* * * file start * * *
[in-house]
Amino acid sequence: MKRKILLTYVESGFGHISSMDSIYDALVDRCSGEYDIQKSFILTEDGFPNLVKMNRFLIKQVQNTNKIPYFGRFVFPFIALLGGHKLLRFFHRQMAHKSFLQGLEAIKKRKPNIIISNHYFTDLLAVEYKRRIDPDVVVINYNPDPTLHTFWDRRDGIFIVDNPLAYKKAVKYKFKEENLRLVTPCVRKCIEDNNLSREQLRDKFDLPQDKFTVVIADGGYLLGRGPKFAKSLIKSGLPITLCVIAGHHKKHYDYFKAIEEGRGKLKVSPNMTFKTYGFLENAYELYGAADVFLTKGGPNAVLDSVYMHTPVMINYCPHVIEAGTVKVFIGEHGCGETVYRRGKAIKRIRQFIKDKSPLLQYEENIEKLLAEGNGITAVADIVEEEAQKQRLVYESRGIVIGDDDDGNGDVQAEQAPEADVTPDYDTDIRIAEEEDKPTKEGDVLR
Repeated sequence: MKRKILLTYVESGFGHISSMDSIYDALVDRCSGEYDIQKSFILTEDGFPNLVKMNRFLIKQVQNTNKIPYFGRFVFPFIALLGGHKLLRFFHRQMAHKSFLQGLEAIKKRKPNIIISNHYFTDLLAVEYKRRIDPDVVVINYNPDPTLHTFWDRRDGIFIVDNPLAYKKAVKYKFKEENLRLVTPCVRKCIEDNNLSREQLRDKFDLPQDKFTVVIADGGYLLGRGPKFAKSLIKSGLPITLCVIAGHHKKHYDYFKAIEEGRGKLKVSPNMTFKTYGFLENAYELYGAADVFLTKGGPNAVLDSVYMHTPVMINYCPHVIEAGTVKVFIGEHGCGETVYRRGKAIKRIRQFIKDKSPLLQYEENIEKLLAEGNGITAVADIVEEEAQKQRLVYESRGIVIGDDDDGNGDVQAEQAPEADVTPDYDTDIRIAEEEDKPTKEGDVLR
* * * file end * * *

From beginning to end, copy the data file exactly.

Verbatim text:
[in-house]
Amino acid sequence: MKRKILLTYVESGFGHISSMDSIYDALVDRCSGEYDIQKSFILTEDGFPNLVKMNRFLIKQVQNTNKIPYFGRFVFPFIALLGGHKLLRFFHRQMAHKSFLQGLEAIKKRKPNIIISNHYFTDLLAVEYKRRIDPDVVVINYNPDPTLHTFWDRRDGIFIVDNPLAYKKAVKYKFKEENLRLVTPCVRKCIEDNNLSREQLRDKFDLPQDKFTVVIADGGYLLGRGPKFAKSLIKSGLPITLCVIAGHHKKHYDYFKAIEEGRGKLKVSPNMTFKTYGFLENAYELYGAADVFLTKGGPNAVLDSVYMHTPVMINYCPHVIEAGTVKVFIGEHGCGETVYRRGKAIKRIRQFIKDKSPLLQYEENIEKLLAEGNGITAVADIVEEEAQKQRLVYESRGIVIGDDDDGNGDVQAEQAPEADVTPDYDTDIRIAEEEDKPTKEGDVLR
Repeated sequence: MKRKILLTYVESGFGHISSMDSIYDALVDRCSGEYDIQKSFILTEDGFPNLVKMNRFLIKQVQNTNKIPYFGRFVFPFIALLGGHKLLRFFHRQMAHKSFLQGLEAIKKRKPNIIISNHYFTDLLAVEYKRRIDPDVVVINYNPDPTLHTFWDRRDGIFIVDNPLAYKKAVKYKFKEENLRLVTPCVRKCIEDNNLSREQLRDKFDLPQDKFTVVIADGGYLLGRGPKFAKSLIKSGLPITLCVIAGHHKKHYDYFKAIEEGRGKLKVSPNMTFKTYGFLENAYELYGAADVFLTKGGPNAVLDSVYMHTPVMINYCPHVIEAGTVKVFIGEHGCGETVYRRGKAIKRIRQFIKDKSPLLQYEENIEKLLAEGNGITAVADIVEEEAQKQRLVYESRGIVIGDDDDGNGDVQAEQAPEADVTPDYDTDIRIAEEEDKPTKEGDVLR